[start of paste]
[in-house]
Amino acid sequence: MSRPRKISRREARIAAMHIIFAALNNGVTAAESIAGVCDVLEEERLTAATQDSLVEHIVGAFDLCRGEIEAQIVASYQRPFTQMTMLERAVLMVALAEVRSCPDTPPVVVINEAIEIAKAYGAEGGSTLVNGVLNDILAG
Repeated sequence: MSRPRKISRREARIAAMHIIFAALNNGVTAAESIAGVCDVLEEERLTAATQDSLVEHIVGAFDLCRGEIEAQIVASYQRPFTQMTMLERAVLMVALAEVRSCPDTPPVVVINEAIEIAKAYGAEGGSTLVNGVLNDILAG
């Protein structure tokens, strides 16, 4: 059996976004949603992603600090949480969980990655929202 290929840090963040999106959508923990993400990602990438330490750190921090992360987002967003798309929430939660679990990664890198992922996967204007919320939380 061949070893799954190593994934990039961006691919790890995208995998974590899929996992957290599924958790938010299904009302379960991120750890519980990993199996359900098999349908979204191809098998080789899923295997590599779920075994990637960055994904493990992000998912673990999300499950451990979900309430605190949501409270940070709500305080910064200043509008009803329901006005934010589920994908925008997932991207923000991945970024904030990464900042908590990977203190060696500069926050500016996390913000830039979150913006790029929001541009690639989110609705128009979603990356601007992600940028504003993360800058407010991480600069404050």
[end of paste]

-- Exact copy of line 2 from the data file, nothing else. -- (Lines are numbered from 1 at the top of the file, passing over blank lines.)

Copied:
Amino acid sequence: MSRPRKISRREARIAAMHIIFAALNNGVTAAESIAGVCDVLEEERLTAATQDSLVEHIVGAFDLCRGEIEAQIVASYQRPFTQMTMLERAVLMVALAEVRSCPDTPPVVVINEAIEIAKAYGAEGGSTLVNGVLNDILAG